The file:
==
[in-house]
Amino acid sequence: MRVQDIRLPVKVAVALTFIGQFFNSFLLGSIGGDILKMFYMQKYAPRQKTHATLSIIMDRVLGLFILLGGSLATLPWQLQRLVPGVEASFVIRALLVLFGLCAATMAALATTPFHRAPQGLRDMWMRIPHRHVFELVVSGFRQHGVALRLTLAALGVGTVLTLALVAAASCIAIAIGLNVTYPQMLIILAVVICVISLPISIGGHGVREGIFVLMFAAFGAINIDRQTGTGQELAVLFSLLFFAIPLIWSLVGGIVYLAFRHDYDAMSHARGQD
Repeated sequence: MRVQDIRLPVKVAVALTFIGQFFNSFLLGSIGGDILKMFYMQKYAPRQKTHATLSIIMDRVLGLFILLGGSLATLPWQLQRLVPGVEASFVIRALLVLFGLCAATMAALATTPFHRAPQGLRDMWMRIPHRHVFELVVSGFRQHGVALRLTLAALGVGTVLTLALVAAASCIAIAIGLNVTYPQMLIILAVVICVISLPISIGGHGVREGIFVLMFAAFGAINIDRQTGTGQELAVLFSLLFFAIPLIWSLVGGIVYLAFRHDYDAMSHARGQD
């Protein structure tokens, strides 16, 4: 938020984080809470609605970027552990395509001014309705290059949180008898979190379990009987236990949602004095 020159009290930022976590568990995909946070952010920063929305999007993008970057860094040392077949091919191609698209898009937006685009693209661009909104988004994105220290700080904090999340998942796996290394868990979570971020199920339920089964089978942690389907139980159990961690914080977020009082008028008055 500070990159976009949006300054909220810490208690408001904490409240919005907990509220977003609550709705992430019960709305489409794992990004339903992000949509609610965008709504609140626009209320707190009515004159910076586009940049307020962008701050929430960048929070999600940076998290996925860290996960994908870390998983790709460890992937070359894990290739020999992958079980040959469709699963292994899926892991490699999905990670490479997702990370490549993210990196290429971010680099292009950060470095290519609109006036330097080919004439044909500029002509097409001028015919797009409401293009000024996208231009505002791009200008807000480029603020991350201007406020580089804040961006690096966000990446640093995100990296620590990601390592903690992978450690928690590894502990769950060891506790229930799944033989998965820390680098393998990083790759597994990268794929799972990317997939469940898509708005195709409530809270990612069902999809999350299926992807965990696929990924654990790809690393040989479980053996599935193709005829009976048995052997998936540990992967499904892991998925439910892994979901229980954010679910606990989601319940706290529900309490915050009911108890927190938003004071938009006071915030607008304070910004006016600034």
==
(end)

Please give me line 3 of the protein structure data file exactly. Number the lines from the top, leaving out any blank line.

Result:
Repeated sequence: MRVQDIRLPVKVAVALTFIGQFFNSFLLGSIGGDILKMFYMQKYAPRQKTHATLSIIMDRVLGLFILLGGSLATLPWQLQRLVPGVEASFVIRALLVLFGLCAATMAALATTPFHRAPQGLRDMWMRIPHRHVFELVVSGFRQHGVALRLTLAALGVGTVLTLALVAAASCIAIAIGLNVTYPQMLIILAVVICVISLPISIGGHGVREGIFVLMFAAFGAINIDRQTGTGQELAVLFSLLFFAIPLIWSLVGGIVYLAFRHDYDAMSHARGQD